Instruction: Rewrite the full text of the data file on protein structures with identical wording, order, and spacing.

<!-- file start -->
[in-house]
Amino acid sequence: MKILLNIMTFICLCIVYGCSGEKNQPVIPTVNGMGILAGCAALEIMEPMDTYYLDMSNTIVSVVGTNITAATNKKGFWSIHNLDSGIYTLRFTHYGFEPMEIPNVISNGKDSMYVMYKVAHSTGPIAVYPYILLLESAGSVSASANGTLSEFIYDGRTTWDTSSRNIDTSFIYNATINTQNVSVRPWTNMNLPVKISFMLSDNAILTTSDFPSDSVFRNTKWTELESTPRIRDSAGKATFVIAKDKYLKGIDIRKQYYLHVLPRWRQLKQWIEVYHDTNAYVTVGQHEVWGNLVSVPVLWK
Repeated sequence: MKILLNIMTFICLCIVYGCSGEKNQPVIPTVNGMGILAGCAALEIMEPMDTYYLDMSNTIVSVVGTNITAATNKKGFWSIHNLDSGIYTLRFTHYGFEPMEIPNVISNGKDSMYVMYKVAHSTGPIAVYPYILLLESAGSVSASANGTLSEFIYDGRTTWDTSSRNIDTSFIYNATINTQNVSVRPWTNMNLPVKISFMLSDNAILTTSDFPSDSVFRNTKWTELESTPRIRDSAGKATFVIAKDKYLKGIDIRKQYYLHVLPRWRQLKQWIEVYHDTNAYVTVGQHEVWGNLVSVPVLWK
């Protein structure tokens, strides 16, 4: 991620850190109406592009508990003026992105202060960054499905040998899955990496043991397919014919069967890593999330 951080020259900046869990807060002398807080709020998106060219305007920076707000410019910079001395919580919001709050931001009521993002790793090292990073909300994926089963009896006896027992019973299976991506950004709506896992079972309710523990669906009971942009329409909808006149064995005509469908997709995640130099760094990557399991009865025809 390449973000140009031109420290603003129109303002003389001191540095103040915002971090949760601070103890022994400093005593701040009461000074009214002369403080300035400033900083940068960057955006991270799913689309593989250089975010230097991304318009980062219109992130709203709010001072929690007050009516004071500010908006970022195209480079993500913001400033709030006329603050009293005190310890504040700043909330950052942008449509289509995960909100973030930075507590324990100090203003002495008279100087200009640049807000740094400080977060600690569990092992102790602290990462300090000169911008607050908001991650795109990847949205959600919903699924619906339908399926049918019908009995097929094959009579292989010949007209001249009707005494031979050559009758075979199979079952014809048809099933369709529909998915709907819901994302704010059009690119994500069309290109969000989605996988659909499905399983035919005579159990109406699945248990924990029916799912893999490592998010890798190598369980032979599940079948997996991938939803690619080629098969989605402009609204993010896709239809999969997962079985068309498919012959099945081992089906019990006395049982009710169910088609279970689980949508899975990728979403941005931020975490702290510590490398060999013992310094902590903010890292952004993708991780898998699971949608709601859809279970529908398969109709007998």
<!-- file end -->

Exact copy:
[in-house]
Amino acid sequence: MKILLNIMTFICLCIVYGCSGEKNQPVIPTVNGMGILAGCAALEIMEPMDTYYLDMSNTIVSVVGTNITAATNKKGFWSIHNLDSGIYTLRFTHYGFEPMEIPNVISNGKDSMYVMYKVAHSTGPIAVYPYILLLESAGSVSASANGTLSEFIYDGRTTWDTSSRNIDTSFIYNATINTQNVSVRPWTNMNLPVKISFMLSDNAILTTSDFPSDSVFRNTKWTELESTPRIRDSAGKATFVIAKDKYLKGIDIRKQYYLHVLPRWRQLKQWIEVYHDTNAYVTVGQHEVWGNLVSVPVLWK
Repeated sequence: MKILLNIMTFICLCIVYGCSGEKNQPVIPTVNGMGILAGCAALEIMEPMDTYYLDMSNTIVSVVGTNITAATNKKGFWSIHNLDSGIYTLRFTHYGFEPMEIPNVISNGKDSMYVMYKVAHSTGPIAVYPYILLLESAGSVSASANGTLSEFIYDGRTTWDTSSRNIDTSFIYNATINTQNVSVRPWTNMNLPVKISFMLSDNAILTTSDFPSDSVFRNTKWTELESTPRIRDSAGKATFVIAKDKYLKGIDIRKQYYLHVLPRWRQLKQWIEVYHDTNAYVTVGQHEVWGNLVSVPVLWK
């Protein structure tokens, strides 16, 4: 991620850190109406592009508990003026992105202060960054499905040998899955990496043991397919014919069967890593999330 951080020259900046869990807060002398807080709020998106060219305007920076707000410019910079001395919580919001709050931001009521993002790793090292990073909300994926089963009896006896027992019973299976991506950004709506896992079972309710523990669906009971942009329409909808006149064995005509469908997709995640130099760094990557399991009865025809 390449973000140009031109420290603003129109303002003389001191540095103040915002971090949760601070103890022994400093005593701040009461000074009214002369403080300035400033900083940068960057955006991270799913689309593989250089975010230097991304318009980062219109992130709203709010001072929690007050009516004071500010908006970022195209480079993500913001400033709030006329603050009293005190310890504040700043909330950052942008449509289509995960909100973030930075507590324990100090203003002495008279100087200009640049807000740094400080977060600690569990092992102790602290990462300090000169911008607050908001991650795109990847949205959600919903699924619906339908399926049918019908009995097929094959009579292989010949007209001249009707005494031979050559009758075979199979079952014809048809099933369709529909998915709907819901994302704010059009690119994500069309290109969000989605996988659909499905399983035919005579159990109406699945248990924990029916799912893999490592998010890798190598369980032979599940079948997996991938939803690619080629098969989605402009609204993010896709239809999969997962079985068309498919012959099945081992089906019990006395049982009710169910088609279970689980949508899975990728979403941005931020975490702290510590490398060999013992310094902590903010890292952004993708991780898998699971949608709601859809279970529908398969109709007998």